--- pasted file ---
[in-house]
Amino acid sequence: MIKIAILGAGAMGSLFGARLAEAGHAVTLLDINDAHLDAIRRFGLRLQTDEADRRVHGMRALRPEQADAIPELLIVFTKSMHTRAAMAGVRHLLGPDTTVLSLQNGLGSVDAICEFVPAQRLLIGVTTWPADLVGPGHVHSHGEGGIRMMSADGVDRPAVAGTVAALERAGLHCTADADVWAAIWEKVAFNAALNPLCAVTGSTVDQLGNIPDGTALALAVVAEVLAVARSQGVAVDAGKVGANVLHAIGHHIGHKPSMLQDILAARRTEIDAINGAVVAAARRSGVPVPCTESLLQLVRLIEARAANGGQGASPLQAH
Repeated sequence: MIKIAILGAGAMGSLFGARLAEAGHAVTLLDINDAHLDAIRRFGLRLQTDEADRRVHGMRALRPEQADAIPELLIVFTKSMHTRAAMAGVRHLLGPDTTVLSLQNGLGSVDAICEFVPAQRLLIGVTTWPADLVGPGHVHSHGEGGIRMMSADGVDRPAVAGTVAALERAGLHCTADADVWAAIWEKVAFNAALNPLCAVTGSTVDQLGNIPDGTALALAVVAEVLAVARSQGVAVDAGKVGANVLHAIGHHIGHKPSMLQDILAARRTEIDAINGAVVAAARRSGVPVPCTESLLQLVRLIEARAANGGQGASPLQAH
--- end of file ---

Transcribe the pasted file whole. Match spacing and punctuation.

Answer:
[in-house]
Amino acid sequence: MIKIAILGAGAMGSLFGARLAEAGHAVTLLDINDAHLDAIRRFGLRLQTDEADRRVHGMRALRPEQADAIPELLIVFTKSMHTRAAMAGVRHLLGPDTTVLSLQNGLGSVDAICEFVPAQRLLIGVTTWPADLVGPGHVHSHGEGGIRMMSADGVDRPAVAGTVAALERAGLHCTADADVWAAIWEKVAFNAALNPLCAVTGSTVDQLGNIPDGTALALAVVAEVLAVARSQGVAVDAGKVGANVLHAIGHHIGHKPSMLQDILAARRTEIDAINGAVVAAARRSGVPVPCTESLLQLVRLIEARAANGGQGASPLQAH
Repeated sequence: MIKIAILGAGAMGSLFGARLAEAGHAVTLLDINDAHLDAIRRFGLRLQTDEADRRVHGMRALRPEQADAIPELLIVFTKSMHTRAAMAGVRHLLGPDTTVLSLQNGLGSVDAICEFVPAQRLLIGVTTWPADLVGPGHVHSHGEGGIRMMSADGVDRPAVAGTVAALERAGLHCTADADVWAAIWEKVAFNAALNPLCAVTGSTVDQLGNIPDGTALALAVVAEVLAVARSQGVAVDAGKVGANVLHAIGHHIGHKPSMLQDILAARRTEIDAINGAVVAAARRSGVPVPCTESLLQLVRLIEARAANGGQGASPLQAH